The letter that stood out

20 Jan 2011 | By Jeremy Boo

I am grateful for the numerous letters I have received over the past few days, especially those from people who said that they are inspired to do something to help somebody anywhere. Your thoughts affirm my work and I thank you.

Among all these letters of well-wishes and congratulations, one letter stood out.

It was written by a young Filipino residing in Singapore and she was angry.

Why did you write such a negative story, she asked. Don’t you know it would affect our tourism? What have you done to improve their lives? What solutions do you recommend?

In her letter lies an implicit thread of thought that I have worsened the situation with my story, that I have exploited the story for my means.

I doubt her position would waver even if she reads my original submission and my entry about why I chose to write that story because they do not address her questions.

Neither do I hold any delusions that she is alone in her thoughts and feelings. I am therefore writing this publicly in hope that those feeling the same may understand some of my thoughts when I wrote that story.


I do not write the happiest things. However, I was not given the indulgence of choice when I went to Manila.

Was I to write about the opulent shopping malls in Greenbelt, where washroom attendants wait conscientiously outside your toilet cubicle so that they can clean it immediately when you leave?

Indeed, what is superficially impressive will only serve to widen the dichotomy I witnessed during my short stay.

Was I to write about the success stories of Filipinos making it big on the world stage through Youtube? Perhaps, but I did not have the opportunity to meet such a person and I am not predisposed to mindless fawning.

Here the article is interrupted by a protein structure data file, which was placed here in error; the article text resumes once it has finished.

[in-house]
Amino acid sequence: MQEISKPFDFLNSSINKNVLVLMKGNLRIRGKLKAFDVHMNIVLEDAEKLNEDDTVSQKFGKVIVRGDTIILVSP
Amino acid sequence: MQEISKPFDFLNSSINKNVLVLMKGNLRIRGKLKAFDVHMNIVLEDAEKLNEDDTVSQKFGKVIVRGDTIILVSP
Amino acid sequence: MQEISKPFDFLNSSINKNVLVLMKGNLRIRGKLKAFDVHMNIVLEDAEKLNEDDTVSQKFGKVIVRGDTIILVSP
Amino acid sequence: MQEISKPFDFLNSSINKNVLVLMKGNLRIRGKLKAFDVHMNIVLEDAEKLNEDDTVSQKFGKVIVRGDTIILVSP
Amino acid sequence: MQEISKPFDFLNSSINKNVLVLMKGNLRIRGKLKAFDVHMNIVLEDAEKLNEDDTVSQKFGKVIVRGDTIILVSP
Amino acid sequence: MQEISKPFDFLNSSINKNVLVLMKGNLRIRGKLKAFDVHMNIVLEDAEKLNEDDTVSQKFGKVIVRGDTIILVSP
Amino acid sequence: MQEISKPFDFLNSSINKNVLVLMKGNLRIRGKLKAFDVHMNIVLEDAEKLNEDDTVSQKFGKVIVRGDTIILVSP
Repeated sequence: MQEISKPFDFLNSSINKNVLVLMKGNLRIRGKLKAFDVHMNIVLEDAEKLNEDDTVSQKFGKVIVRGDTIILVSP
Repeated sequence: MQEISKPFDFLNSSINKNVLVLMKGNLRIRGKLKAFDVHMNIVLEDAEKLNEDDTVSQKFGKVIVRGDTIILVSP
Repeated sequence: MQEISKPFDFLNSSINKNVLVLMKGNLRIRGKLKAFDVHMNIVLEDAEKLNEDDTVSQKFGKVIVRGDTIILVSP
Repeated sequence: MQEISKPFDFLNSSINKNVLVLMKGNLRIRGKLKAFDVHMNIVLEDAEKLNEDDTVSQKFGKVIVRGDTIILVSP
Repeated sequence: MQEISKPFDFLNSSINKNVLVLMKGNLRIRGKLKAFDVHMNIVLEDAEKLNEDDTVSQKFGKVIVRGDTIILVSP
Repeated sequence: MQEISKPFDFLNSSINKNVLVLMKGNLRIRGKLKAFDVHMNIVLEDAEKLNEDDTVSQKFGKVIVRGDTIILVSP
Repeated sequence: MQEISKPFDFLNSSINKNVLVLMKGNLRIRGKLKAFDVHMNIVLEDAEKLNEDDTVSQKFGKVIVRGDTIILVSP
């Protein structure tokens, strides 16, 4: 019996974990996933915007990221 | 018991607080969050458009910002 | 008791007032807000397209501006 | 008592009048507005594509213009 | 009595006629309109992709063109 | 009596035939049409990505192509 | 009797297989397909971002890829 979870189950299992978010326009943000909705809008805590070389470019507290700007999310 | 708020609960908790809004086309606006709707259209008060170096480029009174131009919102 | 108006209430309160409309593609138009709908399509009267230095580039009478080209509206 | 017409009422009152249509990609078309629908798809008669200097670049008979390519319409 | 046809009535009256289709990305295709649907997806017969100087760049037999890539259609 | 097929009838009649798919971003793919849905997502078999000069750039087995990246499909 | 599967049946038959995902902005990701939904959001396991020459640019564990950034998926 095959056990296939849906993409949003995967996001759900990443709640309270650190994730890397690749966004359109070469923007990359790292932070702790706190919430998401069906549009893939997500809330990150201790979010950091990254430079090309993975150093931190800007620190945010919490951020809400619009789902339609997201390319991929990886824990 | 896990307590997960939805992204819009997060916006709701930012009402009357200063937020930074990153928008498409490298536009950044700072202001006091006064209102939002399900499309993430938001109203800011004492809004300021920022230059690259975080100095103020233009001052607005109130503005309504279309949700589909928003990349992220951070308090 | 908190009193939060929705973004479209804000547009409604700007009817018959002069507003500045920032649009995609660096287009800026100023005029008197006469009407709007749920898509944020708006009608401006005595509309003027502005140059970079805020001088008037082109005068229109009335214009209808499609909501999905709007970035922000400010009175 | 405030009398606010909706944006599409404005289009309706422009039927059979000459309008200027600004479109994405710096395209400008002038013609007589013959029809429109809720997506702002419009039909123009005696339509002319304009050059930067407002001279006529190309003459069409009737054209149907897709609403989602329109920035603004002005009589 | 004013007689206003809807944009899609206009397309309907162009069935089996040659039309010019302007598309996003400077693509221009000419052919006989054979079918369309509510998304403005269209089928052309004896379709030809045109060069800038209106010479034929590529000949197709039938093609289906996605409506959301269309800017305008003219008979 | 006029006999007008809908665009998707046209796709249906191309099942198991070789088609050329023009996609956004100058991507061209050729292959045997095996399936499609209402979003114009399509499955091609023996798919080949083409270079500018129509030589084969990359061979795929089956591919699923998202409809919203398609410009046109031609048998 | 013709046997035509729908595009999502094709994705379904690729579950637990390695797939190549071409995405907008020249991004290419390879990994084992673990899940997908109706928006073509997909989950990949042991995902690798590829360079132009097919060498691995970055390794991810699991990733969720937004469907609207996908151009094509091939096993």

I can only write what I saw and I saw people trying to live the best they can, impeded sometimes by their circumstances, beliefs, and government.

It is through their actions that they reveal a quality of tenacity and audacious hope that some can only attempt to muster and admire from afar.

Gold is tried by fire, brave men by adversity.

This is how I do my subjects in Manila justice.


It is fallacious to believe that my article, or even a series of articles of such nature, will affect tourism. It is likelier for episodes such as the Manila Bus Hostage incident to affect tourism.

Poverty does not drive people away. Poverty attracts people—and this can sometimes be a problem.

For one to consider the implications on tourism betrays the paradigm with which one views the world.

Tourism is the arena of the rich. Only the rich, who can afford to sow these seeds, reaps the profits of tourism. The poor gets poorer.

And this is why they are unconcerned with tourism.

Not one Filipino I met spoke about tourism. Not one Filipino told me what I was doing will hurt tourism.

What have you done to improve their lives? What do you recommend?

I do not know. I do not have grand illusions that my article have made their world a better place. In their eyes, my article is probably inconsequential.

But my job is not to be a social worker or a policy maker or a politician or a philanthropist.

I did what I do best in, and my job as a journalist is to observe and to write.

I write so that people know that such things exist. I write so that I may inspire people to effect change with their own strengths.

I write because it is worse not doing anything.

A Question

Now that I have shared my thoughts, I ask you—anyone who is wondering why I am hurting your country’s image with my writings—what have you done?

If you cannot answer that question satisfactorily, I urge you to gather this anger in you and direct it to something useful, productive, and beneficial.

This is, after all, the very reason I wrote my story.